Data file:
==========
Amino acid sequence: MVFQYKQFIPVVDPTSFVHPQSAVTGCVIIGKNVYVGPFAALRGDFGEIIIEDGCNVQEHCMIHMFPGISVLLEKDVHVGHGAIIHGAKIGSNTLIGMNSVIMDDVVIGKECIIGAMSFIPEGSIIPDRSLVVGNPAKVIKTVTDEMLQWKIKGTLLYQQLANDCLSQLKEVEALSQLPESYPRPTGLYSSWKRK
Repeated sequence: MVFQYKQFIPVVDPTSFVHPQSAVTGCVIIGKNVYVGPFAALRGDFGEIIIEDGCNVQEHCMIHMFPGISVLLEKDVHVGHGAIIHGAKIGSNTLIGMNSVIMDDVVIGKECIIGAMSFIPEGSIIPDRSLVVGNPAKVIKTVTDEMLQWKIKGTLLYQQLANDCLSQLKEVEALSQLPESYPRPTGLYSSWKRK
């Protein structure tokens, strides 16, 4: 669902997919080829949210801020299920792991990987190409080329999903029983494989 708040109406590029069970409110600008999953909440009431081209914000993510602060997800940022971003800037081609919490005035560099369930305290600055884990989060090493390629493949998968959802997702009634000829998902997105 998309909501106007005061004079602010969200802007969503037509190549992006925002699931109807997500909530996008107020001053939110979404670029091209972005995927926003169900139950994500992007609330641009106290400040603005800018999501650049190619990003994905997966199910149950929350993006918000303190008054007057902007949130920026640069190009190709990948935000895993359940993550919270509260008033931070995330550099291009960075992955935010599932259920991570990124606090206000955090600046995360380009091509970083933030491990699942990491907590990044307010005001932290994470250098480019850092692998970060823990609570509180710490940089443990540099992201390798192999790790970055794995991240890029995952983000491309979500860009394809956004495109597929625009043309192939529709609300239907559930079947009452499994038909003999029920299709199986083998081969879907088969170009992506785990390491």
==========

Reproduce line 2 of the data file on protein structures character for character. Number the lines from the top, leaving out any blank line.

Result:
Repeated sequence: MVFQYKQFIPVVDPTSFVHPQSAVTGCVIIGKNVYVGPFAALRGDFGEIIIEDGCNVQEHCMIHMFPGISVLLEKDVHVGHGAIIHGAKIGSNTLIGMNSVIMDDVVIGKECIIGAMSFIPEGSIIPDRSLVVGNPAKVIKTVTDEMLQWKIKGTLLYQQLANDCLSQLKEVEALSQLPESYPRPTGLYSSWKRK